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What's wrong with county health system? Ask leader

Friday, November 03, 2006
Daily Southtown
by Gregg Sherrard Blesch and Jonathan Lipman

Dr. Daniel Winship, who resigned Wednesday as head of Cook County's $1 billion-a-year health system, fought Thursday to restore his reputation after taking kicks for the bureau's ugly deficit.
"It's been pretty hurtful," Winship said in a phone interview arranged by a public relations firm. "I've never been maligned like that."
Cook County Board President Bobbie Steele, who asked for his resignation, meanwhile announced that two longtime county employees would take his place until after the election.
Steele was appointed to finish the term of retiring President John Stroger and will relinquish it either to Democrat Todd Stroger or Republican Tony Peraica, depending on the outcome of  Tuesday's election.
Winship touted accomplishments in two years on the job at the Bureau of Health, and he blamed county commissioners for limiting his authority to fulfill their financial projections, which he said were flawed in the first place.
"I would say my hands have been tied ever since I've been here," Winship said, asked if he had leeway to make personnel cuts necessary to make the bureau more efficient.
Steele said on a radio show last month that "the people in the bureau (of health) are some of the biggest liars I have ever seen."
Since taking office Aug. 1, she has lashed out at the leadership of the health bureau for a series of failures including revenue collection that fell $68 million short while its officials continued to tell commissioners the money would materialize.
Winship said Steele has assured him she was not referring to him with her "liars" comment.
Steele, asked separately about the comment, said, "I was not specifically pointing out Dr. Winship."
In a letter to commissioners, Steele called Winship a "person of high integrity and character."
But Winship had to go, she said.
"There are deficiencies we think we can overcome with new leadership," Steele said. "Billing, collections and the like."
Winship, who was hired by John Stroger in August 2004 and earned a salary of $277,000, said a number of reforms he initiated haven't been in place long enough to show obvious gains.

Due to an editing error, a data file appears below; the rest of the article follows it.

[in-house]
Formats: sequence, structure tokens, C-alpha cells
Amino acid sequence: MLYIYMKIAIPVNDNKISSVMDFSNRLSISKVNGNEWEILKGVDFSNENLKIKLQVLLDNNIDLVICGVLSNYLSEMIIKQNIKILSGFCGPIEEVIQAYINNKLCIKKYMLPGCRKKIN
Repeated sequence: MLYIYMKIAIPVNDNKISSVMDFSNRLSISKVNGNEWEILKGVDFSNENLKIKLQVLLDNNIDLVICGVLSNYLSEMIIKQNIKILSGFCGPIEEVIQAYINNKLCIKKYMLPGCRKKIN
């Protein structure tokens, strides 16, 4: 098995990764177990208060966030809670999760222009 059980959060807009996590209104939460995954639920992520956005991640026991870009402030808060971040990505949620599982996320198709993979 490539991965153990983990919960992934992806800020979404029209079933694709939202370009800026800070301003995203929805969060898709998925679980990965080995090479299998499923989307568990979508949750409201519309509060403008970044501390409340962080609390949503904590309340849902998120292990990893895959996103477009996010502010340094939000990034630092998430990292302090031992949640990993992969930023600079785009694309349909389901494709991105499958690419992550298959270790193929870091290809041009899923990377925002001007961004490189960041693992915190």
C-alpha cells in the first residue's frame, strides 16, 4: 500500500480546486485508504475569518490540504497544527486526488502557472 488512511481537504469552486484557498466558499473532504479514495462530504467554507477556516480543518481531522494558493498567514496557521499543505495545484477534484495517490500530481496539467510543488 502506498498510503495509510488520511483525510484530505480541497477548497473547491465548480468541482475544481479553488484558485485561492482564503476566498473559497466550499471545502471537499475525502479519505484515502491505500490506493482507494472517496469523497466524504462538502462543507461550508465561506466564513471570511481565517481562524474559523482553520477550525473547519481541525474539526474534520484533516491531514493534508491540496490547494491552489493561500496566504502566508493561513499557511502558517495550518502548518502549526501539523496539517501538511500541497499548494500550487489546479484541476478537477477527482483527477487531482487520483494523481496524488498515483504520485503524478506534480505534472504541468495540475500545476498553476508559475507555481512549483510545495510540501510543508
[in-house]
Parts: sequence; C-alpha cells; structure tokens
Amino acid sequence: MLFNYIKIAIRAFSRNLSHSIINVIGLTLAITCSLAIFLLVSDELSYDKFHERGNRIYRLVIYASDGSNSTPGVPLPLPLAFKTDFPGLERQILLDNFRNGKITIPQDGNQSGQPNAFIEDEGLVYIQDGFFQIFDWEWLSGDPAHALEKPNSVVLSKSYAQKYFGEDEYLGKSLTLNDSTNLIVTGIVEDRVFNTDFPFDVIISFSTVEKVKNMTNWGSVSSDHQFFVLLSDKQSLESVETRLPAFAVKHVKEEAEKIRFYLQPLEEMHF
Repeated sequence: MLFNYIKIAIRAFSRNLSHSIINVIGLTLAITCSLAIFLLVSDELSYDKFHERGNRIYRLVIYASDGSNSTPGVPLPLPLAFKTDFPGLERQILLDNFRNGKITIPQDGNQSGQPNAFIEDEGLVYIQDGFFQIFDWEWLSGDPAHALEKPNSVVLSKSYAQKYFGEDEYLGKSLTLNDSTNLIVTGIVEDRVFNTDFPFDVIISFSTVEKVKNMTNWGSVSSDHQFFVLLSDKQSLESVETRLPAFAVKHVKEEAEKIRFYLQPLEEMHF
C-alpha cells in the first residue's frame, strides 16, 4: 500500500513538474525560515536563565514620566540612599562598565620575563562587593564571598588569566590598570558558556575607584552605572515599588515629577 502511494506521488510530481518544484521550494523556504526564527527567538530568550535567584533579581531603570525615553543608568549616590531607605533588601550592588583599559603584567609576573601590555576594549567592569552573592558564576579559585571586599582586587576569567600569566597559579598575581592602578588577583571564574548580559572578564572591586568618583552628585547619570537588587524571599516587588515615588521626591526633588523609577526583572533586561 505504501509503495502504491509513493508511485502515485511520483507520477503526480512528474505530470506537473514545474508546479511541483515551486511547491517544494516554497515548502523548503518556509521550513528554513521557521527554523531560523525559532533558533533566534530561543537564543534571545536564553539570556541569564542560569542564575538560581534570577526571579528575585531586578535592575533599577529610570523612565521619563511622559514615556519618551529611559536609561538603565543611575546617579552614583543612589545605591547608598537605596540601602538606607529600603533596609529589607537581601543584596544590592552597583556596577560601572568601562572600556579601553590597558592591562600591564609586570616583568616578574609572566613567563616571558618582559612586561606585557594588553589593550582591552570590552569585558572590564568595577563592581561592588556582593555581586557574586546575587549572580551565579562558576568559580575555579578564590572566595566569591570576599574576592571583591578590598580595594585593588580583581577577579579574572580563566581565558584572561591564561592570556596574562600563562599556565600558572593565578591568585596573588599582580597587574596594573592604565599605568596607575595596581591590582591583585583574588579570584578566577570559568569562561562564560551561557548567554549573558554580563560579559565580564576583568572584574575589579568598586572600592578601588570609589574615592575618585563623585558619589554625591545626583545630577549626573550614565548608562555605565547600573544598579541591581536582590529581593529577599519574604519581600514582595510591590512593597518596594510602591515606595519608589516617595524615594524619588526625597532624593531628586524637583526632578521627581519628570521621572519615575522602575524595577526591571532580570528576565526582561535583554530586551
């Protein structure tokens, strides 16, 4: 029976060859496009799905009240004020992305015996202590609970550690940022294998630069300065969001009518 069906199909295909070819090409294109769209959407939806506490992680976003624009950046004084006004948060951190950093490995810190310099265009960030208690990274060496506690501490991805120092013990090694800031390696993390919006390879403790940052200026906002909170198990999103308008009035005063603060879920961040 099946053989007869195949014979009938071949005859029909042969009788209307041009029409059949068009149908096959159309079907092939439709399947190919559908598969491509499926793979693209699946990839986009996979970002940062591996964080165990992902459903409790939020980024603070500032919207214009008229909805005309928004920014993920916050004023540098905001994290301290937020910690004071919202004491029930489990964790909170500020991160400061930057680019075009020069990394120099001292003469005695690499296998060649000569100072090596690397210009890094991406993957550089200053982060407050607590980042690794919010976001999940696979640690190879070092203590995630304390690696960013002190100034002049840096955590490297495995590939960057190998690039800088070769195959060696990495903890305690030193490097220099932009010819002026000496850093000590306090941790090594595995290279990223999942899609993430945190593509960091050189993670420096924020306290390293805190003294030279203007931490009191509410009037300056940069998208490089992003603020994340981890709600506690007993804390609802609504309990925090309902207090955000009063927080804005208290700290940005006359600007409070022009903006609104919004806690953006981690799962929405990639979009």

In his tenure, he said, the system moved toward electronic billing, standardized registration, established a mail-order pharmacy and sought a contractor to overhaul the revenue cycle.
As advice to his successors, he offered: "Look outside of your departments now. The system is larger and far more complex than you ever dreamed."
Those successors are Dr. Linda Rae Murray and Dr. Carolyn C. Lopez. Murray runs the county's system of community clinics, while Lopez is chair of Stroger Hospital's department of family practice.
Murray and Lopez said their first task would be getting the bureau's departments better coordinated to work together.
Steele said a permanent replacement would be chosen by her successor.
Both Stroger and Peraica have said they would make major changes in the health bureau and would mount a national search for a new leader.
Stroger said he wants to create an independent body to advise the health bureau.
"There's a plan, but we haven't put it out yet, so I don't know if I want to tell you," he said.
He supported Winship's resignation.
"There seem to be some problems with the hospital," Stroger said. "When that happens, the head of the bureau of health needs to take some blame for it."
Peraica was more blunt.
"(Winship) didn't create (the problems) -- they were there before he got there -- but he did nothing to correct them," Peraica said.
Peraica also was unimpressed with Steele's interim replacements.
"I am not enthused because I think it's more of the same ... the same kind of insiders minding the store," Peraica said.
At Thursday's meeting, health officials continued to frustrate Steele.
The health bureau's director of policy analysis, Randall Mark, told Steele that he was still "in the process" of setting up a billing program for Medicaid Part D prescription drug plans with the county's contractor.
"We've been in the process for three months," Steele said crossly. "We approved this in what, June? July? I'm just baffled."
Commissioner Roberto Maldonado (D-Chicago) said he believes the county has lost out on $30 million in fees by failing to get its Medicaid billing sorted out.



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